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Statelessness in Assam: Bangladesh faces heat of India's politics06 September 2019

Heartless politics of making people stateless in India, Myanmar disturbs neighboring country the most

By Khawaza Main Uddin

- The writer, a journalist based in Bangladesh's capital Dhaka, is winner of the UN Millennium Development Goals Award, DAJA Award, and WFP Award. He has master’s degrees in both journalism and international relations.

DHAKA, Bangladesh

If India’s latest move to strip around 2 million people of citizenship in northeastern state of Assam affects any country, it is hard to doubt Bangladesh will be its pawn.

Even before publication of the final version of the National Register of Citizens (NRC) on Aug. 30 that excluded 1.9 Bangla-speaking residents of the Indian state of Assam, they were being targeted as “illegal Bangladeshis” who authorities claimed came there after March 24, 1971.

Troubled by the presence of the single largest group of stateless people from Myanmar, in its southeast corner, Bangladesh is facing threats of deportation to its territory of a similar number of people from its other neighbor, India.

The densely populated country of 165 million has housed the world’s biggest refugee settlement, giving shelter to more than 1 million Myanmar nationals of Rohingya Muslims.

According to UN refugee agency, UNHCR, about 12 million people worldwide might be “victims of statelessness” in 2018, whereas India’s action presented such status to 1.9 million in a single day.

Dhaka denied the allegation of migration of any Bangladeshis to Assam in its northeast border, but India’s ruling party leaders insisted they went there after Pakistan’s military crackdown on Bangladeshis on March 25, 1971 that led to the country’s war of independence and victory on Dec. 16 the same year.

Critics say most of the people were living there before.

During Bangladesh’s 1971 liberation war, 10 million Hindus and Muslims took shelter in Hindu-majority India -- mostly in West Bengal, Tripura, Assam and Meghalaya states -- but almost all returned home after the war.

India’s ruling Hindu nationalist Bharatiya Janata Party (BJP) allegedly planned to change the demographic distribution in Assam where one-third of its citizens are Muslims.

Muslims account for 90% of the population in Bangladesh, a Bangla-speaking country.

“Researchers in India have pointed out that many of these people went to Assam from West Bengal, a Bangla-speaking Indian state,” said professor Imtiaz Ahmad, director of the Centre for Genocide Studies at Dhaka University. He said many of those excluded from the NRC list are Hindus who would be eventually accommodated.

Despite having a friendly regime in Dhaka which considers the NRC issue as India’s internal affairs, Indian leaders such as Assamese Minister Pramila Rani Brahma reportedly said the “illegal immigrants” would be deported once their appeal is disposed.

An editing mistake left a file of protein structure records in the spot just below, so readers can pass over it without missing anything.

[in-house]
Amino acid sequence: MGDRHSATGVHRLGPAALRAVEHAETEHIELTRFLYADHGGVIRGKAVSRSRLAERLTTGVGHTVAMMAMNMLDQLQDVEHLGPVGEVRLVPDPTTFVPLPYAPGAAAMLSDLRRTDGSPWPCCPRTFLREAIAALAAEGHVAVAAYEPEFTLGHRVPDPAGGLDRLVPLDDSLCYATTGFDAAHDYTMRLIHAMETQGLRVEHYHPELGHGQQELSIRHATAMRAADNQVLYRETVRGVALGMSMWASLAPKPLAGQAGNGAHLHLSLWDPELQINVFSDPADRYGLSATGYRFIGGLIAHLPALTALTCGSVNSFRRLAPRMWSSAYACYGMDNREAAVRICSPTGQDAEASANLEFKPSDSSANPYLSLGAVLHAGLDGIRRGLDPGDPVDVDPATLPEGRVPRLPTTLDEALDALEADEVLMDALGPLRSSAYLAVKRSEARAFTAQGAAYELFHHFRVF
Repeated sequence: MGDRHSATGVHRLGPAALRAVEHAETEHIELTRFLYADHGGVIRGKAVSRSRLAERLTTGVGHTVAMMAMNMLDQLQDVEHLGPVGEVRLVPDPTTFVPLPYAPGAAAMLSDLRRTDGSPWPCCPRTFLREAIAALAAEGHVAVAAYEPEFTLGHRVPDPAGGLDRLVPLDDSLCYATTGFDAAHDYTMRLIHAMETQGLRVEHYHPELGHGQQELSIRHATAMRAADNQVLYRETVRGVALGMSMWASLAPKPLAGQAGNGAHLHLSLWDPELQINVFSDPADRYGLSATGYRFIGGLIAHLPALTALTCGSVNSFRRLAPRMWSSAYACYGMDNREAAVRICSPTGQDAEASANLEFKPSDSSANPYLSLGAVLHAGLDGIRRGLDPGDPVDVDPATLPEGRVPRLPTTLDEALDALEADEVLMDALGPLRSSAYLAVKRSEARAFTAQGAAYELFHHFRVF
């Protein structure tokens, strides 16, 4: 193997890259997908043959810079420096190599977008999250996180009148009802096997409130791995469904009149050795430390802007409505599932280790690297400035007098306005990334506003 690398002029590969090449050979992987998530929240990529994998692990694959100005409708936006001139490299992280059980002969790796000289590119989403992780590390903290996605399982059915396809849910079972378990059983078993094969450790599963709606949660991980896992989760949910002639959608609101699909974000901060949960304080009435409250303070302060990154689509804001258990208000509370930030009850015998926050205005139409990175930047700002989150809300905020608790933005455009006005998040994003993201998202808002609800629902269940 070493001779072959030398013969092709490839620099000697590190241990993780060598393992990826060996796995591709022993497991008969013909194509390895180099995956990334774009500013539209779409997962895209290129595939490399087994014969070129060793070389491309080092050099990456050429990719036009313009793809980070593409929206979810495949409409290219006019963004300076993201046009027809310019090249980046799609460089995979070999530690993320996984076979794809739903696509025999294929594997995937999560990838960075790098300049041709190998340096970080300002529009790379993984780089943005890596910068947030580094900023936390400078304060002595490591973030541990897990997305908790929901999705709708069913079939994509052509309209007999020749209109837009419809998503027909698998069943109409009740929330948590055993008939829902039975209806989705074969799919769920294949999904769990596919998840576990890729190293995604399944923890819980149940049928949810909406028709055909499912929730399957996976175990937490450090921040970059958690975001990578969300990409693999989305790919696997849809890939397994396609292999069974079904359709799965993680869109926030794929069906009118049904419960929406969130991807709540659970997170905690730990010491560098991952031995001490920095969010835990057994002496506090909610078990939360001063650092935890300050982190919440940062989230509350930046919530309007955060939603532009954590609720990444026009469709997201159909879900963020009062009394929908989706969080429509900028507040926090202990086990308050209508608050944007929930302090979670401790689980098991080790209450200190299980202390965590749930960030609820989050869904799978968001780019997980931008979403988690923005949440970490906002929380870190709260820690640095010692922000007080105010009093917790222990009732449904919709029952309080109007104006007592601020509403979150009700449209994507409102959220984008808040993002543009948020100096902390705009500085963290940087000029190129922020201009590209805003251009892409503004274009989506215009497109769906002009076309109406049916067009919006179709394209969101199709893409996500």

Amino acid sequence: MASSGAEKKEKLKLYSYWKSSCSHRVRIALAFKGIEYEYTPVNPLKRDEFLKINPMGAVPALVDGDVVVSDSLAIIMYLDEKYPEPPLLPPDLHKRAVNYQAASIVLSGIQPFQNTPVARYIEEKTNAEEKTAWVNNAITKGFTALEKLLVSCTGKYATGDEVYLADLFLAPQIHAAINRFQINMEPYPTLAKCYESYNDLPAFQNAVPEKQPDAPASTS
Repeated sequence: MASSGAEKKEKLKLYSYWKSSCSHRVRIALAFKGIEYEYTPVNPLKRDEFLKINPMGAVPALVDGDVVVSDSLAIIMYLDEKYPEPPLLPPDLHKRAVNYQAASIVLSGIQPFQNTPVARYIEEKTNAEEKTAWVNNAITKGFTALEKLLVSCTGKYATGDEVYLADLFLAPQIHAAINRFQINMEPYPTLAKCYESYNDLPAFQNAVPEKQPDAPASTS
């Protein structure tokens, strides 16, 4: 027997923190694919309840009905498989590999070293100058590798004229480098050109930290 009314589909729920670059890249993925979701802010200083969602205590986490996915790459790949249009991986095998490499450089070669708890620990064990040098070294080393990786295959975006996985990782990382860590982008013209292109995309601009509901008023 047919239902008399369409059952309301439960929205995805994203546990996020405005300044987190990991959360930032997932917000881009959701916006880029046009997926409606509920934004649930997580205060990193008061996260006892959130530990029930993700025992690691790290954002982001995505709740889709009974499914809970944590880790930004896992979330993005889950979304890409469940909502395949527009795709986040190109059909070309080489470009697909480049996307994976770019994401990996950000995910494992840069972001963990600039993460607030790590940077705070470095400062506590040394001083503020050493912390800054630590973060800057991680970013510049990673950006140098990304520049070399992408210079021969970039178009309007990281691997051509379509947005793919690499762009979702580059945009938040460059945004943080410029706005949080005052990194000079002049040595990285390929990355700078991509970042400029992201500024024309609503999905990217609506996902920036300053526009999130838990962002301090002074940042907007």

However, Ahmad referred to Indian External Affair Minister Subrahmanyam Jaishankar’s statement during his recent visit to Dhaka that the NRC was India’s domestic issue and that Bangladesh had nothing to worry about it.

Kamal Ahmed, a Bangladesh journalist living in London, believes the stateless people from Assam may not be deported shortly but authorities may not take much time either to start the process.

“It cannot be assumed that these people would be repatriated to the West Bengal. There is no likelihood that they would be taken to India’s borders with Pakistan or China. So, it is Bangladesh which will have to face even the spillover effects of making people stateless,” he said.

History observes there was a change in the demography of Assam, a multiethnic state, during the reorganization of colonial administrative states beginning in 1905. Then-Governor-General of the British India Lord Curzon made Dhaka the capital, merging erstwhile East Bengal, which is currently Bangladesh, with Assam, a hinterland.

When the British left the subcontinent, dividing it into Indian Union and two wings of Pakistan in 1947, the world witnessed the largest migration in human history of 15 million people.

Emerging as an independent country through a bloody war and suffering a huge refugee crisis including the internal displacement of 20 million people, Bangladesh has been once again on the receiving end of a refugee crises.

More than thrice since the late 1970s, Myanmar authorities forced Rohingya to leave their homeland where they have been living for hundreds of years, terming them Bengali.

Bengalis are Bangla-speaking people living in Bangladesh and Indian states of West Bengal and Tripura. Like India’s NRC case, Myanmar, too, has deprived the Rohingya of citizenship by framing a law in 1982.

Bangladesh, once considered a demographic time bomb for a high density population, has been widely applauded for its economic growth of 6-8% in recent decades.

Now, the Rohingya refugee crisis is being called another time bomb for Bangladesh.

Apart from stresses on local resources, Dhaka sees declining funding for the Rohingya refugees. The official update shows only $330 million out of a requirement of $920 million for support during the remaining months of 2019 is available.

When Bangladesh’s big neighbor, India, has disappointed Bangladeshis with a lukewarm policy response to the Rohingya issue, the NRC issue created further apprehensions inside Bangladesh.

In both cases Bangladesh feels helpless about how heartless politics of creating stateless men and women make it pay a price yet to be measured.

* Opinions expressed in this article are the author’s own and do not necessarily reflect the editorial policy of Anadolu Agency.

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